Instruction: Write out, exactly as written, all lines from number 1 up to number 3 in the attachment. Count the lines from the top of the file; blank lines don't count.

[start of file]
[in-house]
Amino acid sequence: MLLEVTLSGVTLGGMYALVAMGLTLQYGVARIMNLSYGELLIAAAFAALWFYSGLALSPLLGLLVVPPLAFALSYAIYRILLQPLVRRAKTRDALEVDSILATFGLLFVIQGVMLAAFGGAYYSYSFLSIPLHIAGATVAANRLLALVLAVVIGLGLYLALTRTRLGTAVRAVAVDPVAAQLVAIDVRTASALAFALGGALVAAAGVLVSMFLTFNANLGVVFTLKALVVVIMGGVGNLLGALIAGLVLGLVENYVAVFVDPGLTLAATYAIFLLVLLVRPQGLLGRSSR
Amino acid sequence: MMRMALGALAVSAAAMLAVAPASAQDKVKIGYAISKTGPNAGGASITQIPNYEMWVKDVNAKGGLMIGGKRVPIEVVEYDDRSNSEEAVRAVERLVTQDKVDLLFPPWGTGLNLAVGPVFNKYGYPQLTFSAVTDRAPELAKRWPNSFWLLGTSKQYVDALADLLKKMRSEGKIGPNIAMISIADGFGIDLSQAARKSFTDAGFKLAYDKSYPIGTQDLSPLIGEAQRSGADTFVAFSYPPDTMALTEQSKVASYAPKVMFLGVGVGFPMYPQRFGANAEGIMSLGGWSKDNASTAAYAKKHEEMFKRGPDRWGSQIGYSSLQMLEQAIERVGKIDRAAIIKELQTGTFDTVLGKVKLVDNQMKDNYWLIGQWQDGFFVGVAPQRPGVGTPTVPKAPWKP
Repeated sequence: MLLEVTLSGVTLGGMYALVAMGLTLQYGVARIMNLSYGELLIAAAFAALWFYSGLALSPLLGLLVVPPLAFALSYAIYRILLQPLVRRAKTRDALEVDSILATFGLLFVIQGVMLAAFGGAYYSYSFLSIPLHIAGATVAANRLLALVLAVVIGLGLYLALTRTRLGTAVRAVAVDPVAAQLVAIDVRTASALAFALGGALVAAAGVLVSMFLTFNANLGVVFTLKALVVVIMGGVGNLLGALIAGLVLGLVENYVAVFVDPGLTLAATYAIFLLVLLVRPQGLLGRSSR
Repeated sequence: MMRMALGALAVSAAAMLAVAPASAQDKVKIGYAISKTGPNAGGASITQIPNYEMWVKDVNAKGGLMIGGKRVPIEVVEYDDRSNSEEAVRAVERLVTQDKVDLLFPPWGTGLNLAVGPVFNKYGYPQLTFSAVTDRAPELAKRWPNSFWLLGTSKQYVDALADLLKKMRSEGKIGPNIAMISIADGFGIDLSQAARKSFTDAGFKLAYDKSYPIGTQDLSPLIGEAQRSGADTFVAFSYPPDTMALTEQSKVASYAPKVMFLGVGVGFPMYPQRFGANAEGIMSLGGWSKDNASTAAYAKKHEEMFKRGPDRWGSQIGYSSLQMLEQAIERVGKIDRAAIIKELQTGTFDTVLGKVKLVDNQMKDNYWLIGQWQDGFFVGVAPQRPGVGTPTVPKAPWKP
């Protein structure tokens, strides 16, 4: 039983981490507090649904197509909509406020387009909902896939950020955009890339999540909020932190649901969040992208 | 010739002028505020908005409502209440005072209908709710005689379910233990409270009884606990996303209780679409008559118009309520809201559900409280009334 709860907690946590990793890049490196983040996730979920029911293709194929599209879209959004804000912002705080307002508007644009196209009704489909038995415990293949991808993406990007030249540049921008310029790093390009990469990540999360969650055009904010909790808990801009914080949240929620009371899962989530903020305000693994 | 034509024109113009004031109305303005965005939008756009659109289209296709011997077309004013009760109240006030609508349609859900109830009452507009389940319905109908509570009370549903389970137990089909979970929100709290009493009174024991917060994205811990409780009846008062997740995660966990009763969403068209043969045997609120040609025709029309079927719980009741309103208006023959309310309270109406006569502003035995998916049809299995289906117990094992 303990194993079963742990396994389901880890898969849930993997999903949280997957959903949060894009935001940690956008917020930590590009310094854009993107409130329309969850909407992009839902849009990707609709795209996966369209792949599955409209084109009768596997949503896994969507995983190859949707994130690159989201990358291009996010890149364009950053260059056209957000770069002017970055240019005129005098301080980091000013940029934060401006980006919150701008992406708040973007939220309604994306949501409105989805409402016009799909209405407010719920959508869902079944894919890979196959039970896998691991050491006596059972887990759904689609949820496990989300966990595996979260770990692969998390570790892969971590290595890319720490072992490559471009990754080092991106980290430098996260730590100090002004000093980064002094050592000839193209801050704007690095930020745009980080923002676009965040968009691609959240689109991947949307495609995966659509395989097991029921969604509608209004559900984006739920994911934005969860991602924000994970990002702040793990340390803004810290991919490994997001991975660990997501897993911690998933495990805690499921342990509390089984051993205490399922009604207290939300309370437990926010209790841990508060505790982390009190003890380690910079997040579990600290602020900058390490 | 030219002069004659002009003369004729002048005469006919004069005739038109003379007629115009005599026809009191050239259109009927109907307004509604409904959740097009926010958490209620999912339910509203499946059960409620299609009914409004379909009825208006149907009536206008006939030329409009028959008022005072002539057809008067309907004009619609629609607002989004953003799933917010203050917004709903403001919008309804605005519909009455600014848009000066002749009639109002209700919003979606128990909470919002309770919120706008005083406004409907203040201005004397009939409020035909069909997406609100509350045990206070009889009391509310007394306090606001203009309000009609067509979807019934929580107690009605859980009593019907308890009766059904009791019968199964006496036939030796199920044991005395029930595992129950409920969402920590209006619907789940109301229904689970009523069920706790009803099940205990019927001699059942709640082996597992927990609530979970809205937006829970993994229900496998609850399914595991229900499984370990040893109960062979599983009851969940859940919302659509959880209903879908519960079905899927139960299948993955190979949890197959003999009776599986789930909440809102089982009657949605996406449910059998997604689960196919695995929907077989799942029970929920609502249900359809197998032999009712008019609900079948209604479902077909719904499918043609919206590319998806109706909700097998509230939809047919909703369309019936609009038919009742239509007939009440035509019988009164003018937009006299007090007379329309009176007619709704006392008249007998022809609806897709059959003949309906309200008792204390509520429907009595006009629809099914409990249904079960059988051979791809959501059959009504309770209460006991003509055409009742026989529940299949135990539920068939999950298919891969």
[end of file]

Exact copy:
[in-house]
Amino acid sequence: MLLEVTLSGVTLGGMYALVAMGLTLQYGVARIMNLSYGELLIAAAFAALWFYSGLALSPLLGLLVVPPLAFALSYAIYRILLQPLVRRAKTRDALEVDSILATFGLLFVIQGVMLAAFGGAYYSYSFLSIPLHIAGATVAANRLLALVLAVVIGLGLYLALTRTRLGTAVRAVAVDPVAAQLVAIDVRTASALAFALGGALVAAAGVLVSMFLTFNANLGVVFTLKALVVVIMGGVGNLLGALIAGLVLGLVENYVAVFVDPGLTLAATYAIFLLVLLVRPQGLLGRSSR
Amino acid sequence: MMRMALGALAVSAAAMLAVAPASAQDKVKIGYAISKTGPNAGGASITQIPNYEMWVKDVNAKGGLMIGGKRVPIEVVEYDDRSNSEEAVRAVERLVTQDKVDLLFPPWGTGLNLAVGPVFNKYGYPQLTFSAVTDRAPELAKRWPNSFWLLGTSKQYVDALADLLKKMRSEGKIGPNIAMISIADGFGIDLSQAARKSFTDAGFKLAYDKSYPIGTQDLSPLIGEAQRSGADTFVAFSYPPDTMALTEQSKVASYAPKVMFLGVGVGFPMYPQRFGANAEGIMSLGGWSKDNASTAAYAKKHEEMFKRGPDRWGSQIGYSSLQMLEQAIERVGKIDRAAIIKELQTGTFDTVLGKVKLVDNQMKDNYWLIGQWQDGFFVGVAPQRPGVGTPTVPKAPWKP